Uni's and Bi's

At 04:26 PM 1/21/98 -0500, you wrote:
>Got your letter ~ great stuff. Instead of putting it in as a letter to the
>editor, I’m going to make it into a Brief in “Shorts,” giving the contact info
>you provided.

I will be honored to be in your “Shorts”!

>We’ve gotten about 30 letters on Judge Peck (quite a few for a Shorts piece).
>Most of them were positive, but you might find it interesting to note that
>about 5 or 6 of them complained that he wasn’t wearing a helmet.

Didn’t that article cover two pages? I’m glad to know there was positive
feedback, and I hope those people will have access to the contact information if
they need it.

Here’s my take on the helmet thing. Do mountain climbers wear helmets? hikers?
whitewater rafters? When George rides, he goes a little faster than walking
speed, sometimes slower. The types of crashes that put a bicyclist’s head in
danger of injury are very rare on a unicycle, because you have a tendency to
stay right side up. It’s easy to jump away from it, which makes it safer than a
mt. bike on a cliffside trail. Last fall we hosted our California Mountain
Unicycle Weekend at the Northstar ski resort near Lake Tahoe. On their property,
helmets are required. The only complaints came from George, but unfortunately he
was not able to make it to the event.

I encourage the use of helmets for unicycling for two reasons. First, it can’t
hurt to wear one. Second, it makes a much better impression on observers when
they see a unicyclist is acting “sensibly.” Anything we can do to separate
ourselves from the circus stigma is good for our sport. I have nothing against
circus, and have made my living in that field, but the circus stigma keeps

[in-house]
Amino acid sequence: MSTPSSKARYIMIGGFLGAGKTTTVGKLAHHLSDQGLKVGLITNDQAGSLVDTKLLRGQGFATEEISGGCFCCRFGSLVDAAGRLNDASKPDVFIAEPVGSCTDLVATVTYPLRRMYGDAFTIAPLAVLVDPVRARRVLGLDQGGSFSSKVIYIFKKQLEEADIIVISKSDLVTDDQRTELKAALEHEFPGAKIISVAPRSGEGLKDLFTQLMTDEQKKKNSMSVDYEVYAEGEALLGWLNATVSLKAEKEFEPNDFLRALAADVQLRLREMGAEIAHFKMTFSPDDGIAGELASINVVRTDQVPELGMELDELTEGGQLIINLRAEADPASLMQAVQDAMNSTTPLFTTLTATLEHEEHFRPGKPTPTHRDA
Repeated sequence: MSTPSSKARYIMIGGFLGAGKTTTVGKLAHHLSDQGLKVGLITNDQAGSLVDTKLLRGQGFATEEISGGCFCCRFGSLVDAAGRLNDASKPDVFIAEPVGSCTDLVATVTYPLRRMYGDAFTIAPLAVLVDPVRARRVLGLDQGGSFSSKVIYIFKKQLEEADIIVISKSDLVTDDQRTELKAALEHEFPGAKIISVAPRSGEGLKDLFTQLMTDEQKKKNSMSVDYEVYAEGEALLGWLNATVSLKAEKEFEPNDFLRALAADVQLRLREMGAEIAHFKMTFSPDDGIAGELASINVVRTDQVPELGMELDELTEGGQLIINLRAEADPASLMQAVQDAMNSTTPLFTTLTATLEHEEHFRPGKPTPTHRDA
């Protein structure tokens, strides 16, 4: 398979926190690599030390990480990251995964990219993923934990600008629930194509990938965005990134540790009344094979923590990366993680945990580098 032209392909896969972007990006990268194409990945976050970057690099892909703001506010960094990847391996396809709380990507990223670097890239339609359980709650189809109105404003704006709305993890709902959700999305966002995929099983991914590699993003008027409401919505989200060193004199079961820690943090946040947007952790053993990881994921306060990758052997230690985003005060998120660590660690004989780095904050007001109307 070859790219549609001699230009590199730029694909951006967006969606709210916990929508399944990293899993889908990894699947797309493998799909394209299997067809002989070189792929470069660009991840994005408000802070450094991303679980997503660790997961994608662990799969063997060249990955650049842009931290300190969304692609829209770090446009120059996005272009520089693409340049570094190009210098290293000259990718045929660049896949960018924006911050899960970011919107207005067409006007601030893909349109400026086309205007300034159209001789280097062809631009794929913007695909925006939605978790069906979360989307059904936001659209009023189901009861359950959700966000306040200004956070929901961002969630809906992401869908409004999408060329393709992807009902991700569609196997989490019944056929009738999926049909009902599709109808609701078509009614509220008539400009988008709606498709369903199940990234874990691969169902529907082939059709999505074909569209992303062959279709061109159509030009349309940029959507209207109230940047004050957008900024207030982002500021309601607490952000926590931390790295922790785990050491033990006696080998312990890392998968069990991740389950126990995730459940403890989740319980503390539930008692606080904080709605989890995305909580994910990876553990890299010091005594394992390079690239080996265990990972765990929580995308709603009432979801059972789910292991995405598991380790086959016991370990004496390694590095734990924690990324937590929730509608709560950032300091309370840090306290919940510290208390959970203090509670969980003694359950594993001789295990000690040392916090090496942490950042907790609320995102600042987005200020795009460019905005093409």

people from thinking of unicycles as a piece of sports or recreation equipment.

At the same time, I’m not in favor of mandating helmet use among unicyclists
(outside where the law already mandates it for bikes, whether or not local
laws recognize unicycles). We have no history of head injuries or deaths in
our sport, and no sign of a trend as of yet. Freedom of choice works fine for
us for now.

>Your info will be welcome to many of our readers, I’m sure. Thanks! Stan
>Zukowski Managing Editor BICYCLING MAGAZINE Phone: 610.967.8908 Fax:
>610.967.8960 Email: szukows1@rodalepress.com Snail mail: 135 N. 6th St.,
>Emmaus, PA 18098

I look forward to reading more about unicycling in BICYCLING!

John Foss, Director International Unicycling Federation Host: California
Mountain Unicycle Weekend www.calweb.com/~unifoss/

Hey, unicycle newsgroup people, just wanted to give you a heads-up on some more
coverage for unicycling in BICYCLING Magazine. The December issue had an article
about George Peck, and I sent a letter offering contact information for
unicycling (because there was none in the article).

RE: Uni’s and Bi’s

John ~ BTW ~ I’m a closet unicyclist, too, and spent three years street
performing, going juggling, uni’ing and closeup magic. Our editor, Geoff Drake,